The JAG Advantage Brings Trauma-Informed Care to Youth Employment
Photo provided by JAG Kentucky
For 40 years, Jobs for America’s Graduates (JAG) has worked across the nation to help young people build professional skills, earn credentials, gain employment and enter postsecondary education. Through classroom learning, coaching, leadership development, job-placement and other services, youth and young adult students are set on pathways to academic and economic success.
What Is the JAG Advantage?
The JAG Advantage is an approach created by the organization to provide student-centered services that help young people achieve their fullest potential, gaining an advantage in today’s emerging workforce. The framework consists of three components:
- project-based learning, in which students build communication, collaboration and critical-thinking skills through long-term projects that often include local employers;
- trauma-informed care, which emphasizes practices that help JAG instructors address students’ stress and trauma and remove barriers they face; and
- employer engagement, in which employers provide students with opportunities to learn and grow by providing them with real-life leaning experiences and opportunities to explore career opportunities.
Started in 2018, JAG plans to fully incorporate the new approach into its service delivery by July 2020 — after it has trained all its 1,400 specialists who work with youth and young adults.
Addressing trauma to improve workforce training
A major reason JAG undertook efforts to improve its programs was a growing recognition of how trauma affects how young people learn, engage in the program and succeed in the workforce.
To create its new approach, the organization drew on its decades of experience working with young people and lessons from its participation in the Casey Foundation’s Learn and Earn to Achieve Potential (LEAP)™ initiative, which works with those navigating some of life’s most challenging circumstances, including homelessness or involvement in the child welfare or justice systems.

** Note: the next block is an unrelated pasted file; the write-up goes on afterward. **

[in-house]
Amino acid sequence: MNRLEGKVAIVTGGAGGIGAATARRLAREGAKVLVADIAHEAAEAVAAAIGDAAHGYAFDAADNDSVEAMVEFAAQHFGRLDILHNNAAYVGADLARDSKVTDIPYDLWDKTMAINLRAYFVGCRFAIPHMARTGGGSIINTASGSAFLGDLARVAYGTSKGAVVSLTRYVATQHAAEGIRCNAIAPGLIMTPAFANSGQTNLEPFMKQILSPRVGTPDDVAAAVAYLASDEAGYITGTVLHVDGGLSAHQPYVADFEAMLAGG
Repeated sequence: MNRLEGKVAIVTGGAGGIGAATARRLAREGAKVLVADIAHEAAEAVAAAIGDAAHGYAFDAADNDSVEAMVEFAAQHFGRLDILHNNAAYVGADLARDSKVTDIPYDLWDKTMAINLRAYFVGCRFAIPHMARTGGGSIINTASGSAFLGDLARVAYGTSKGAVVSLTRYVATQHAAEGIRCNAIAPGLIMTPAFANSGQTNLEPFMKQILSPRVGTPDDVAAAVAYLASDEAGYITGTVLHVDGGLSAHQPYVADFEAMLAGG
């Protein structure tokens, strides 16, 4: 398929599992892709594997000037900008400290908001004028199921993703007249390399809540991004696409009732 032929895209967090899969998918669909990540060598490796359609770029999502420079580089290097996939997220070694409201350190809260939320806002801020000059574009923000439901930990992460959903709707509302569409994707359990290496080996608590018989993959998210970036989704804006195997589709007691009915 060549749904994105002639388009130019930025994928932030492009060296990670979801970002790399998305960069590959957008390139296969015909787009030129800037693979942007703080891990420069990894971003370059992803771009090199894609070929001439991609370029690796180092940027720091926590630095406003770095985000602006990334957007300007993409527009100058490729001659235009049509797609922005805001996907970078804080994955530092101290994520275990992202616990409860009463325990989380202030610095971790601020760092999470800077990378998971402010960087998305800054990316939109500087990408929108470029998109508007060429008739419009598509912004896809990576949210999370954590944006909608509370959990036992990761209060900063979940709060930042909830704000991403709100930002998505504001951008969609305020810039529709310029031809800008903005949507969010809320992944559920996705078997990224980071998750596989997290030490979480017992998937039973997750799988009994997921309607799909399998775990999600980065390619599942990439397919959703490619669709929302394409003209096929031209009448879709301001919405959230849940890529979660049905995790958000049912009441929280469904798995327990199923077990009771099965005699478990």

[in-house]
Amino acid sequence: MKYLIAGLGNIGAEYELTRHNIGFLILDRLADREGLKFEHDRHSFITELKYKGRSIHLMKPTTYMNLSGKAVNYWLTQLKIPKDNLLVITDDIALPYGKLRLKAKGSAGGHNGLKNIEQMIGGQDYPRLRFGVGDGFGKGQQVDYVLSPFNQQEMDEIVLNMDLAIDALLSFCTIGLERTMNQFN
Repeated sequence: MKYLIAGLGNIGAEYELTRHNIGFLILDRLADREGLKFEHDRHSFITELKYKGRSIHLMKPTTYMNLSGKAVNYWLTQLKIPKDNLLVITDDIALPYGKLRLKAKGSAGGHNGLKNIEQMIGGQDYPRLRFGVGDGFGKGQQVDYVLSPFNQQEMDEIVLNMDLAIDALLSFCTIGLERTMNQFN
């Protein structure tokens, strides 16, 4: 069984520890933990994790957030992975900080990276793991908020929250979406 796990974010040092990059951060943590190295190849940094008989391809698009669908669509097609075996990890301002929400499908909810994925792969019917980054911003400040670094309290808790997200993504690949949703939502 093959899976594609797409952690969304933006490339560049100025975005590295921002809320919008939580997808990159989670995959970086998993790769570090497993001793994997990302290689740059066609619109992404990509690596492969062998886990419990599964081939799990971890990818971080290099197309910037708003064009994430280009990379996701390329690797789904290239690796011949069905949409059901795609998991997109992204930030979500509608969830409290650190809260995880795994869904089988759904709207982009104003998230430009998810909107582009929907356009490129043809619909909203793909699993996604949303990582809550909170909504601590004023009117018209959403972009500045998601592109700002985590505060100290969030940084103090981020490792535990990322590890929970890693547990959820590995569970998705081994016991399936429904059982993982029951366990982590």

“We encouraged our LEAP partners to adopt or deepen their trauma-informed practices for opportunity youth,” says Patrice Cromwell, Casey’s director of youth economic opportunity. “We’re pleased to see that JAG is asking all its affiliates nationwide — not just its LEAP sites — to use these practices going forward.”
One such partner is Jobs for Arizona’s Graduates, which has deepened its focus on trauma-informed care in recent years as part of its LEAP work. For instance, if a student is often absent from school, an education specialist will talk to the young person to learn more about his or her situation. Sometimes, specialists find that students are facing circumstances that interfere with their schooling that need to be addressed — such as taking on jobs to support their families or caring for a sick loved one.
“Trauma-informed principles help to equip our coordinators to advocate for our students,” says Dianna Harrier, director of operations with Jobs for Arizona’s Graduates. “We try to help understand what’s behind young people’s behavior before taking action, especially disciplinary solutions.”
Engaging with employers
The organization also attempts to communicate effectively with its employer partners about the needs of its students. For instance, it has suggested that local employers with long hiring processes speed them up, as many young people can’t wait weeks or months without income and will likely take other opportunities that come up faster.
The future of JAG
JAG also plans to double the number of students it serves to 150,000 in 2,500 communities over the next four years, greatly increasing the number of young people who will benefit from the new approach.
“The JAG Advantage has offered a framework to better engage employers, students and our staff,” Harrier says. “We think it’s a terrific approach that highlights the best of what we have to offer — and other local and national workforce organizations should take notice.”